Photo by Rashah McChesney/Peninsula Clarion  Several busses head to Kenai Peninsula School District schools which were put in a modified lockdown mode Wednesday  May 13, 2015 when the district received a computerized threatening telphone call.

Photo by Rashah McChesney/Peninsula Clarion Several busses head to Kenai Peninsula School District schools which were put in a modified lockdown mode Wednesday May 13, 2015 when the district received a computerized threatening telphone call.

Central peninsula schools respond to phone threat

  • Wednesday, May 13, 2015 3:58pm
  • News

Several central Kenai Peninsula schools implemented “stay put mode” measures Wednesday after Kalifornsky Beach Elementary and Skyview Middle School received threatening automated voice messages.

Law enforcement found the threats to be not credible.

The calls were received just after 1 p.m., and the school district responded immediately, said Kenai Peninsula Borough School District spokesperson Pegge Erkeneff. Local law enforcement conducted safety checks in all of the schools, she said.

Wednesday’s precautionary measures were not a full lockdown, Erkeneff said. Exterior doors were locked and all students were required to either enter or stay inside school district buildings, Erkeneff said. Class instruction continued as normal.

In a lockdown, buildings will go into a complete emergency response and implement A.L.I.C.E. protocol, which stands for Alert, Lockdown, Inform, Counter, Evacuate, Erkeneff said. In a lockdown situation, all interior doors are barricaded and classroom instruction is paused.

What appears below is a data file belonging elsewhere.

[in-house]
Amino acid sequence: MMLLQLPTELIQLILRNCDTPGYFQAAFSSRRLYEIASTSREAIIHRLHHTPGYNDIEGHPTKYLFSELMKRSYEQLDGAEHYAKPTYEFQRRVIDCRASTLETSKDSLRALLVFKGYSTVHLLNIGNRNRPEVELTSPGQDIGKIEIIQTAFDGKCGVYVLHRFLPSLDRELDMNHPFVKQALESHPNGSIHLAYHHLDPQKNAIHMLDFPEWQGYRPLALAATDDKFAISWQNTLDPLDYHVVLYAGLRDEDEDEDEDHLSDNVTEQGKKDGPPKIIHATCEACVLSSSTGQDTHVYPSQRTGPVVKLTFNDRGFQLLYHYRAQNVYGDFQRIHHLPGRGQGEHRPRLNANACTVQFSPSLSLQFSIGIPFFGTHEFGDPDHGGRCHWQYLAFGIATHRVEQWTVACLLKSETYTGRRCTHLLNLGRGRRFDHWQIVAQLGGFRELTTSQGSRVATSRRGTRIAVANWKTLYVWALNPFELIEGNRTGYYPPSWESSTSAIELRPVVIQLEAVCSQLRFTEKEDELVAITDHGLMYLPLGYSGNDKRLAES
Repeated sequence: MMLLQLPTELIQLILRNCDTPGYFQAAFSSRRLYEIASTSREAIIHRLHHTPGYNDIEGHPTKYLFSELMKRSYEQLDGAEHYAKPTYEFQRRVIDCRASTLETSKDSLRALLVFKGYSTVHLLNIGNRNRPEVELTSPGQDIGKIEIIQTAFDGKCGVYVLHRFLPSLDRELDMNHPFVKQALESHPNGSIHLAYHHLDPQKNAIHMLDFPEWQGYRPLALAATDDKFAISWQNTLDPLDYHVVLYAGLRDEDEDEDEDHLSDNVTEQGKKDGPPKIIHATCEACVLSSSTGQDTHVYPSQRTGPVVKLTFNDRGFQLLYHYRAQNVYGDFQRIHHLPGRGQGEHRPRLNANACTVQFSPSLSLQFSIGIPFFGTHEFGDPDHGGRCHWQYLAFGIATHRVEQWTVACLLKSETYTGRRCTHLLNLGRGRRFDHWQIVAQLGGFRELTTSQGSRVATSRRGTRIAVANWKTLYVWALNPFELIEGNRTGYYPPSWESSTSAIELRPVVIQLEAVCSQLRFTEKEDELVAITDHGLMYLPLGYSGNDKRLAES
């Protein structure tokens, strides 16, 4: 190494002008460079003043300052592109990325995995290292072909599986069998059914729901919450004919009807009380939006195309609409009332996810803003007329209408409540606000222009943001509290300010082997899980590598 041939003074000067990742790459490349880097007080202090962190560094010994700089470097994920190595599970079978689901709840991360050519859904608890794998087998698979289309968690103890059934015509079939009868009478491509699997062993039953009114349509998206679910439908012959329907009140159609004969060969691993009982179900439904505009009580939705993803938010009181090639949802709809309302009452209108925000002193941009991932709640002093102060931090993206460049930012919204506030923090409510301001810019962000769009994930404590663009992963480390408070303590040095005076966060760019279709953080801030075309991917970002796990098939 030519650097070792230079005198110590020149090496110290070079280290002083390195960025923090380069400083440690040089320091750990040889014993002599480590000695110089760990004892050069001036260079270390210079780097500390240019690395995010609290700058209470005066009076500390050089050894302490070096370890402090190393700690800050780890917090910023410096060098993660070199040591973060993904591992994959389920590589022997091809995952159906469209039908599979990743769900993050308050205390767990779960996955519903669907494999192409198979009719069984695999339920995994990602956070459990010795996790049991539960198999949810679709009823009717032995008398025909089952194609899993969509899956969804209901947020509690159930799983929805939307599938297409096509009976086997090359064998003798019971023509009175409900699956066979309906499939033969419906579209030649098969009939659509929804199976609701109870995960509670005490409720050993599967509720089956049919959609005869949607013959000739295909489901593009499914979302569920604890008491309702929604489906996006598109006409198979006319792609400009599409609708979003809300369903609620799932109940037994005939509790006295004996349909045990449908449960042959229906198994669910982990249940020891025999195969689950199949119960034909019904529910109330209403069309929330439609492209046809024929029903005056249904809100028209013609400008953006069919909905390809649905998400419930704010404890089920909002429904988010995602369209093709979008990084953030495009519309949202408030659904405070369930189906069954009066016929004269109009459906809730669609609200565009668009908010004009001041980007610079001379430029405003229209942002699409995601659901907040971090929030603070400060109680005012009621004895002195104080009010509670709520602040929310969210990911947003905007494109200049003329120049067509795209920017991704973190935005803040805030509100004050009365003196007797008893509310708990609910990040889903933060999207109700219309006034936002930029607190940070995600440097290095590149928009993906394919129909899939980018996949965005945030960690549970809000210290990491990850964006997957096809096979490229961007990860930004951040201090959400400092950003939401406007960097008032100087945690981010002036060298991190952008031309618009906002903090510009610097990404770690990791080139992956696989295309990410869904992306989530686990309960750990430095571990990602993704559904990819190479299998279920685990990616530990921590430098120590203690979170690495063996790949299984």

Schools in Nikiski, Soldotna, Sterling, Kasilof and Kenai were under “stay put mode” for less than one hour, Erkeneff said.

The incident is similar to other recent threatening calls received by schools around the state. The Federal Bureau of Investigation is investigating, Erkeneff said.

Staci Feger-Pellessier with the FBI Anchorage division said she couldn’t release many specifics about the active investigation.

“Many of the calls are similar in that they are coming in computer generated or with some sort of automated voice,” Feger-Pellesier said.

Regardless of the frequency of the threats, every school district should follow procedure every time a call is received, she said.

“It is our job to prevent and deter what is happening and make sure the calls stop, but we need to make sure people are vigilant and treating each of those threats seriously,” Feger-Pellesier said. “That’s what we do and that’s what law enforcement around the state is doing.”


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